The car free Main St. experiment is back for another trip around the block this weekend with a slew of performances, fitness classes and kids activities set to take place in the pedestrian plaza created between Hill and Kinney streets.

The event is being held by the Ocean Park Association and Main St Business Improvement Association in partnership with the City. It was piloted on July 24. and 25. with a goal of bringing the community safely together and supporting local businesses.

While a faction of residents continue to bemoan health, safety, and traffic risks associated with the event, organizers consider the first event a great success and are plowing ahead on the second weekend with zeal and optimism.

OPA reported that from its own survey taken during the first Open Main Street in July, 95 percent of respondents felt positive about the pilot. SMPD officers who were on scene to maintain traffic flows and pedestrian safety, reported that the event was carried out without any incidents.

“Transforming the street into a pedestrian plaza is enabling us all to experience Main Street in an entirely new way,” said Sean Besser, chair of OPA’s Main St. Committee. “It was heartwarming to see friends and neighbors smiling together on Main Street throughout the first pilot weekend and we look forward to more of that in future weekends.”

The initial event was moderately attended and characterized by lulls in liveliness in between the fitness and music activities. With the belief that they have a strong handle on safety, organizers are ramping up programming for this weekend.

There are nine musical performances on the schedule including acclaimed violinist Nick Kennerly, Mocha Chai and the Old Corn Lickers. Local fitness businesses Platinum Pilates, Groove 3, Circuit Works, and F45 fitness will all be hosting free classes.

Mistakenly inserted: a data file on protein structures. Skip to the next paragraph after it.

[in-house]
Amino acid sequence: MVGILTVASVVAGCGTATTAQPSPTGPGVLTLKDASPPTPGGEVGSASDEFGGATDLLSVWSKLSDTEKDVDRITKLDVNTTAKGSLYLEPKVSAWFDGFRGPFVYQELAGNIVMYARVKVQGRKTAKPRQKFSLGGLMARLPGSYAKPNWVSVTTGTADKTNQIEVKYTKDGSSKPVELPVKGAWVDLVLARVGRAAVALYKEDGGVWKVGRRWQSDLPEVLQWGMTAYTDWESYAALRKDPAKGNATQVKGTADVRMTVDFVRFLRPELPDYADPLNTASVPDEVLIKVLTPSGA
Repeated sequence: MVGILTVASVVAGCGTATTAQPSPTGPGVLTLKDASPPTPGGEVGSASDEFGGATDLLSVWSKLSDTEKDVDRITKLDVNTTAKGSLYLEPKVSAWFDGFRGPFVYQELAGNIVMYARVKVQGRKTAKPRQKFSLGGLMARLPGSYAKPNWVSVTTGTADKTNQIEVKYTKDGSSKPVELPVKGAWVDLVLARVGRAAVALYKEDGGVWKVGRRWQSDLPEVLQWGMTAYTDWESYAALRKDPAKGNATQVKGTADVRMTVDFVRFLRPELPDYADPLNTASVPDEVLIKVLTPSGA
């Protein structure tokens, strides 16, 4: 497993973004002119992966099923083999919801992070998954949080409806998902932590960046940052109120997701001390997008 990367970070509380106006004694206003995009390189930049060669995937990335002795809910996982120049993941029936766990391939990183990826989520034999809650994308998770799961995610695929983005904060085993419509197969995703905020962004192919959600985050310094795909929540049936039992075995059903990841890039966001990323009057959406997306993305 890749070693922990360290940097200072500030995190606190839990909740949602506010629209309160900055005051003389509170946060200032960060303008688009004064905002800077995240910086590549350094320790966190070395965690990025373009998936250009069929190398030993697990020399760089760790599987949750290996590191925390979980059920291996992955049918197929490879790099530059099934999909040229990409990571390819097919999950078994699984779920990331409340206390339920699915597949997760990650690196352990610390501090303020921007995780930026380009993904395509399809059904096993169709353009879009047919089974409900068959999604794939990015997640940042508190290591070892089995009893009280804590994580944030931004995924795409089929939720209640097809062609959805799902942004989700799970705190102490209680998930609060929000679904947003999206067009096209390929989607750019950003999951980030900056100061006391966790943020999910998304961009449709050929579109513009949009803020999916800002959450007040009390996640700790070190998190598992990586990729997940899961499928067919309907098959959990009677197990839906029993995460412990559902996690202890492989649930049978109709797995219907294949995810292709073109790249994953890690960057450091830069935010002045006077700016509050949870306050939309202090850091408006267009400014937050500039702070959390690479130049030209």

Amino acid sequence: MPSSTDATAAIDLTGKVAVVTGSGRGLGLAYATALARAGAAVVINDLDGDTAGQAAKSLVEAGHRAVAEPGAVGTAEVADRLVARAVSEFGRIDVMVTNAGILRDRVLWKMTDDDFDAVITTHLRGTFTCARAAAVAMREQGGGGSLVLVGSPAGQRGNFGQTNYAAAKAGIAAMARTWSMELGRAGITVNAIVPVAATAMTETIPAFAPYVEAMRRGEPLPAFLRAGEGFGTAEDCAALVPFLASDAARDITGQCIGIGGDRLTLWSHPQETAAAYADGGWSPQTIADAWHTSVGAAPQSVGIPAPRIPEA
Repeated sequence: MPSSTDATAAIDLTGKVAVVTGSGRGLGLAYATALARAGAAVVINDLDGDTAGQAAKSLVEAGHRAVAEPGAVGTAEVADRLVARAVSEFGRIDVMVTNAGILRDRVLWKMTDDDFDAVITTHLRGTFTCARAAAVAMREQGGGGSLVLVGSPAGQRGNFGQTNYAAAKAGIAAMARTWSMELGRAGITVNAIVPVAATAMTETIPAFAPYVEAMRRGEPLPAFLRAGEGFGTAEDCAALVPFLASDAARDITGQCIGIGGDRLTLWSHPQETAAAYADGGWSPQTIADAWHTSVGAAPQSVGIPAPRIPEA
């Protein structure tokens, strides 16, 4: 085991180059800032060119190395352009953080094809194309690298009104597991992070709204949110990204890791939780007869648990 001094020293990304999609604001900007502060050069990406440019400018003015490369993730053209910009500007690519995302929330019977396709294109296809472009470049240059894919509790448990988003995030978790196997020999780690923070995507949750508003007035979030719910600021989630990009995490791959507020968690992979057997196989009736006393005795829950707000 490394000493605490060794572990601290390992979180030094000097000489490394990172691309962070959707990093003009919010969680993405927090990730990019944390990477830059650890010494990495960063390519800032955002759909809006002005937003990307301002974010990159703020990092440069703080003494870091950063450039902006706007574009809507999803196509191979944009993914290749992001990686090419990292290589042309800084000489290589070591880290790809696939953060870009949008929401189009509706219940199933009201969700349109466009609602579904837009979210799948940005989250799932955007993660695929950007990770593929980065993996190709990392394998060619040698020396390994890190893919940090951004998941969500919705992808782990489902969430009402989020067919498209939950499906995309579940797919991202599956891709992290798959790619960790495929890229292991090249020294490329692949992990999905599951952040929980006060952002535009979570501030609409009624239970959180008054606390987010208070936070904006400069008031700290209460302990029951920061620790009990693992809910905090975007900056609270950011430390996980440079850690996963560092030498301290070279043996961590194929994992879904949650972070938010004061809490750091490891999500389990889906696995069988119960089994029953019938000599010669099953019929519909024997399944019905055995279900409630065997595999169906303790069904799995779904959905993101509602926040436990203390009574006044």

Kids activities are plentiful, with story time, music, arts and crafts and more. Residents young and old are invited to enjoy giant-sized games such as Jenga, chess, cornhole and Connect 4.

In addition to the abundant al-fresco dining opportunities on Main Street, picnic tables and lawn furniture will be set up for eating and relaxing within the pedestrian plaza.

The event will be repeated two more times in September and October and is intended as an experiment to examine new ways to play with car-free areas and find imaginative uses for public space.

“This pilot program is about pushing the boundaries of business/resident collaboration and piloting a new form of self-governance for neighborhood-commercial districts,” said Hunter Hall, executive director of MSBIA. “It’s about finding ways for communities to work together to come up with solutions and test things out with the City’s support.”

The closure was approved as a pilot by City Council and is funded by grants from Metro to promote business recovery and community resilience in light of the pandemic. The program will close Main between Hill and Kinny for the entire weekend.

Attendees are encouraged to walk, bike, or scoot the event. The pedestrian plaza area is geofenced to prevent e-scooter and e-bike access, so these devices will need to be parked outside the closed blocks. Bus routes that typically pass through Main St. will be detoured to Neilson Way, while temporary bus stops will be placed outside of the pedestrian zone to serve riders.

“This is a great opportunity to celebrate our community by reconnecting with friends and neighbors while enjoying music, restaurants, shopping and family-friendly activities as pedestrians take over,” said Mayor Sue Himmelrich. “Before you venture out, please remember the latest public health tips to get vaccinated, stay home when sick and wear a mask that fits.”